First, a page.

• Largest airfield investment project since the airport’s 1970 opening
  • Over $300 million investment
  • Program set to enable the delivery of new capacity, new routes, new terminal facilities and new levels of operational performance.

Melbourne Airport is expanding its airfield asset by developing a new taxiway network worth $300 million.

Today an official ground breaking ceremony took place to mark the commencement of works on ‘Taxiway Zulu’, which will create hundreds of jobs for Victorians during the three-and-a-half-year construction project.   

As the largest single airfield investment for the airport since it’s opening in 1970, the new taxiway network will provide valuable additional space for aircraft traffic, improving the efficiency of movements on the ground as well as supporting the growth in Melbourne’s international connectivity. 

The construction project will see the development of more than 250,000 square metres of new taxiway pavement and is designed to be completed without significant interruption to a single one of the airport’s daily flights.

Melbourne Airport Chief of Aviation David Hall said ‘Today is not just about breaking ground on a $300 million investment in our airfield; it is about transforming the travel experience for our passengers. When completed, these new taxiways will mean better on time performance for flights, more space for international aircraft and access to new destinations – it’s all part of our vision to support Melbourne on its journey to become Australia’s biggest city.’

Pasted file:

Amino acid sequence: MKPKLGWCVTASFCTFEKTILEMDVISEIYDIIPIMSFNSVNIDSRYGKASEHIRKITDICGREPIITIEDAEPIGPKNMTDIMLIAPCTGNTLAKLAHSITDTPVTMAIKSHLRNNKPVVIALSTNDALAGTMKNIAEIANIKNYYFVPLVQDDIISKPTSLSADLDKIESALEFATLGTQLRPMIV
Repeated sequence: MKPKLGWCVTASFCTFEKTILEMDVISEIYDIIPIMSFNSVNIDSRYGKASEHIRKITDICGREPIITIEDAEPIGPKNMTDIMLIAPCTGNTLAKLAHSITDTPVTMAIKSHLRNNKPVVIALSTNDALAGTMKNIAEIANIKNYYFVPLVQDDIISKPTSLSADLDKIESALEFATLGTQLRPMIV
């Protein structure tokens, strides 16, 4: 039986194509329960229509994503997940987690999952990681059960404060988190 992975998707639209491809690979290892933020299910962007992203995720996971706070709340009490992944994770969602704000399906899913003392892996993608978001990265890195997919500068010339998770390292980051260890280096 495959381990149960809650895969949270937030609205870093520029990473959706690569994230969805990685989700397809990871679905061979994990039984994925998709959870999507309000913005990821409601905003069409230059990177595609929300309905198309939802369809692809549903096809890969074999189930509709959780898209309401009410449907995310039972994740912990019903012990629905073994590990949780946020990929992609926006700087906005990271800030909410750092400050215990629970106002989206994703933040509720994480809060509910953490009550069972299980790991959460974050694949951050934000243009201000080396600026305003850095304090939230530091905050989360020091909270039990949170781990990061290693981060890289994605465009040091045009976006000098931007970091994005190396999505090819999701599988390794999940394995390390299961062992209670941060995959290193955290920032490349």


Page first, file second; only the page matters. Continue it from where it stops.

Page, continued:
Duncan Gibb, Fulton Hogan CEO said: ‘“We are passionate about designing a new future for Melbourne Airport while setting a benchmark for sustainable infrastructure. Melbourne Airport has ambitious plans for its future and we are proud to be selected to help deliver their inspirational vision.”

John O’Callaghan, DCWC’s Project Management Director said, “We are delighted to be supporting Melbourne Airport in the delivery of this challenging airfield development that unlocks the Airport’s growth potential.”

The finished taxiway network will result in parallel taxiways in the north of the airfield in supporting wide-body aircraft movements in both the east-west and north-south directions.